Limitations of Captive Breeding

Biology 320 Dr. Nissen 08 November 2012 Limitations of Captive Breeding While the use of captive breeding has grown enormously in the more recent years there has been a complete lack of attention paid to the limitations placed on that endangered species by the captive breeding programs. Limitations such as establishing self-sufficient captive populations, poor success in reintroductions, high costs, domestications, preemption of other recover techniques, disease outbreaks and maintaining administrative continuity have all been significant ( Snyder et al. 996). We will review the self-sufficient captive populations, reintroductions, and domestications, these are among the most important limitation factors for the review. Establishing self-sufficient captive populations obtaining consistent reproduction and survivorship under captive conditions has proven quite difficult with many species. There are a variety of reasons as to why there has been failure to breed well in captivity, and identifying these factors can be difficult and are still unknown even after many years of experimentation.
Because of poor reproduction the self-sustaining captive populations may never be achieved for some of the endangered species (Snyder et al. 1996). In a recent review of 145 reintroduction programs of captive-bred animals, largely vertebrates, only 11% of the cases were successfully reintroduced into the wild populations (Beck et al. 1994). The causes of the reintroduction failure of the captive bred animals vary from a failure to correct the factors originally causing significant behavioral deficiencies in the released animals, to social behavior.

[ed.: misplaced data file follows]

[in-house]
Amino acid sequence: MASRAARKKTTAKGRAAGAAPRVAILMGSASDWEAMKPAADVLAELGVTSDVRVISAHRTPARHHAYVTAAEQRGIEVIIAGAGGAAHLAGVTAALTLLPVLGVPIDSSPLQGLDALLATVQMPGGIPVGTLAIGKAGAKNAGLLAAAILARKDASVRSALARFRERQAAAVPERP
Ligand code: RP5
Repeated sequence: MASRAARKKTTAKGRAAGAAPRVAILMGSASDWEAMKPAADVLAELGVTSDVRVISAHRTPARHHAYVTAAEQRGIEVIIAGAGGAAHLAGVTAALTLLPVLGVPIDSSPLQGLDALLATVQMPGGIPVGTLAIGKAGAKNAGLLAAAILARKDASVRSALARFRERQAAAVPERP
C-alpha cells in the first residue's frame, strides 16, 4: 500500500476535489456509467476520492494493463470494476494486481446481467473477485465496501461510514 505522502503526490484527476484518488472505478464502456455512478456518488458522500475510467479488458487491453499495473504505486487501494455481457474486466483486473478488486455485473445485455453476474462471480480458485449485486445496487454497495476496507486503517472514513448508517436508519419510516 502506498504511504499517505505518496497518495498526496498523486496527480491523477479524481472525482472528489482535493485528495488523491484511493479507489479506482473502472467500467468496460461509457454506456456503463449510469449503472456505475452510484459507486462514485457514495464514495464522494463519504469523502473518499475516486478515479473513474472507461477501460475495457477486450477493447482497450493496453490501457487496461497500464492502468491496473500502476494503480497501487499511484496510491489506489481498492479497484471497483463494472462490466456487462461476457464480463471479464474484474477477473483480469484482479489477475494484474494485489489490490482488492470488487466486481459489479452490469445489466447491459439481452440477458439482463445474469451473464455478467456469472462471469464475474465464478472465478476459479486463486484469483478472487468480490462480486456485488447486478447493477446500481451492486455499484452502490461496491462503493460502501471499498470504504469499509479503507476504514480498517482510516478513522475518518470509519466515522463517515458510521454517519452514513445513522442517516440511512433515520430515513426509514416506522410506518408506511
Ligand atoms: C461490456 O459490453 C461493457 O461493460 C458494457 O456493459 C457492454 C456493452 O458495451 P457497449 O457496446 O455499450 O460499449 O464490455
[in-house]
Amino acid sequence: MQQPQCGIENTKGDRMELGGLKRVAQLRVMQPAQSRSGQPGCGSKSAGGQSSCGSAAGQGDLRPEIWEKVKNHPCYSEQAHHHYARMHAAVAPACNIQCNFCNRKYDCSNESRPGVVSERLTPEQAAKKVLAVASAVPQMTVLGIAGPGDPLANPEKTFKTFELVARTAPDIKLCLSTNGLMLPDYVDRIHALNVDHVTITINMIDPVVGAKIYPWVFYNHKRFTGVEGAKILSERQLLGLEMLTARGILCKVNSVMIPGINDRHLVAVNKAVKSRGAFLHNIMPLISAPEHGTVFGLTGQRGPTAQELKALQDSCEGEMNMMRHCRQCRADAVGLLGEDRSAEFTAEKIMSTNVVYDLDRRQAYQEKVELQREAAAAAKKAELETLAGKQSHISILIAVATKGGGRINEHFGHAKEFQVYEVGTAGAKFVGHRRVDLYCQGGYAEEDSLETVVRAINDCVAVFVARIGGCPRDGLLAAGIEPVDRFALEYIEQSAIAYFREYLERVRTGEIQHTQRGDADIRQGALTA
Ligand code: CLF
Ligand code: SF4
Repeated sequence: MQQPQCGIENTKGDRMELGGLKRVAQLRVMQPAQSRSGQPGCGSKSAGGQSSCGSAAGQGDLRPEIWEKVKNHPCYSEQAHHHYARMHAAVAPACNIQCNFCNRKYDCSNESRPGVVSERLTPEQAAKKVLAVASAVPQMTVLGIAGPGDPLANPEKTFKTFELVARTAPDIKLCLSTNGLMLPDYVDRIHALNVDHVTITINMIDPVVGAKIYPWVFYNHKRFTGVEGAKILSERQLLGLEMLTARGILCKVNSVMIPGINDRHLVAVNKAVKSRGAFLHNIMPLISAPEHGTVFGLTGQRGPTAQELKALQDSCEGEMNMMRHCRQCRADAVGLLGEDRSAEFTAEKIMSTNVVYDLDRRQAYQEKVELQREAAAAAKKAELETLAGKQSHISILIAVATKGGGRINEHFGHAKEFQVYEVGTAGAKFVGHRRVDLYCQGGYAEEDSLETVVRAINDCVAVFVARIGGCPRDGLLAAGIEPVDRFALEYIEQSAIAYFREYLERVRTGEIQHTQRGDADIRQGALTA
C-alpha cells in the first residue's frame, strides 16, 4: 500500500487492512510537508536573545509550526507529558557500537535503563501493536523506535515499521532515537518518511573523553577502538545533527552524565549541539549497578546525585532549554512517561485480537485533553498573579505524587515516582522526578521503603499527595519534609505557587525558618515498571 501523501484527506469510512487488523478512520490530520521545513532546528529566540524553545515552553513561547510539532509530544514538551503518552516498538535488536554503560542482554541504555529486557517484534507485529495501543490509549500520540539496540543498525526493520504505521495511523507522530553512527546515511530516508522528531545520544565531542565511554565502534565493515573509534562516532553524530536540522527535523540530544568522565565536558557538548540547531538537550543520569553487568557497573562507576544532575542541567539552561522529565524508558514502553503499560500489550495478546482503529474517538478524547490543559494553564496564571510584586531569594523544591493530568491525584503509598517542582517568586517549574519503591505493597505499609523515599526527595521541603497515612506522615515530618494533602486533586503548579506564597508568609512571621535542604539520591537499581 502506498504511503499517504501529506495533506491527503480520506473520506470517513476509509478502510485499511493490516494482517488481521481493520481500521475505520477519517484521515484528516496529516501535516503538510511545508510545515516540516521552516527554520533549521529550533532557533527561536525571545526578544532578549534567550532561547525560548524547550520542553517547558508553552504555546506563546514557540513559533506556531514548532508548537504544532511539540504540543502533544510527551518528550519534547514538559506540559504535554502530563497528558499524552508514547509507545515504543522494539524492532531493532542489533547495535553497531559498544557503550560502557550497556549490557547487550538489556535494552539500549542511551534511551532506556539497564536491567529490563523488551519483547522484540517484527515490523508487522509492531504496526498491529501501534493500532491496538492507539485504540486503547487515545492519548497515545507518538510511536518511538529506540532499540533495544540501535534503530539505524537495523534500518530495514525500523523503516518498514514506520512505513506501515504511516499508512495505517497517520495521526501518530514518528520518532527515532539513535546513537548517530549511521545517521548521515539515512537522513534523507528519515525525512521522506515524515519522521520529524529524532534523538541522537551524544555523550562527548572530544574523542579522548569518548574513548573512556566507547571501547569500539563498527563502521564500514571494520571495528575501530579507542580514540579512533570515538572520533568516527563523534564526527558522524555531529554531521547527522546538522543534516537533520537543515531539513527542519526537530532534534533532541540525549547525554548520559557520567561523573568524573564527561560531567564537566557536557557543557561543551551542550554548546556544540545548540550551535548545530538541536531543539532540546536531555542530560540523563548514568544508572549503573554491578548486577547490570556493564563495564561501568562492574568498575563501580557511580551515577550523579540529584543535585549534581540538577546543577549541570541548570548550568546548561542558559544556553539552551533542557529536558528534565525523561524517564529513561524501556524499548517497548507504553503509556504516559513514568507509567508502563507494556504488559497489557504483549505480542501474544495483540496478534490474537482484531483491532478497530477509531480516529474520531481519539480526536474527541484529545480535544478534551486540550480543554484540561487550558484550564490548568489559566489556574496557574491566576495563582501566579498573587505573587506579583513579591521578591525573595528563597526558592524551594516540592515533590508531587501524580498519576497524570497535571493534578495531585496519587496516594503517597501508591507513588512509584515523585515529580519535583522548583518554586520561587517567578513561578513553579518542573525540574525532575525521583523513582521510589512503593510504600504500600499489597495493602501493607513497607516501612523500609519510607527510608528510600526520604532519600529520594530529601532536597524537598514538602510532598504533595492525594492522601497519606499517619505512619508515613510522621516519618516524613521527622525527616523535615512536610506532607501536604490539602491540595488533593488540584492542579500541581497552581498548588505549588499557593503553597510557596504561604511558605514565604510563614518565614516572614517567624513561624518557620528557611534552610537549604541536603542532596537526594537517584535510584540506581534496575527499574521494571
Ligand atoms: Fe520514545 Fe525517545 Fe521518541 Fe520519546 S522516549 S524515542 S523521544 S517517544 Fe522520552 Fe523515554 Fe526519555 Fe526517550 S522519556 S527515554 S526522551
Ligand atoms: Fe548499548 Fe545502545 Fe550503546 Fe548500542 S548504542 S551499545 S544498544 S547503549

The behavioral issues are typically seen in the animals that lack the opportunity to associate with wild individuals in a natural setting during the critical learning periods. Many of the problems affecting captive preservation and reintroduction of endangered species are results of genetic and phenotypic changes that occur in captivity as well (Snyder et al. 996) and this directly affects the domestication of the captive-bred animal. The implications of the progressive genetic and phenotypic changes are more serious than recognized for the species in long-term captive breeding. Because of progressive domestication the general expectation that one can “preserve” endangered species in captivity without significant change over a long period of time should be abandoned (Snyder et al. 1996).


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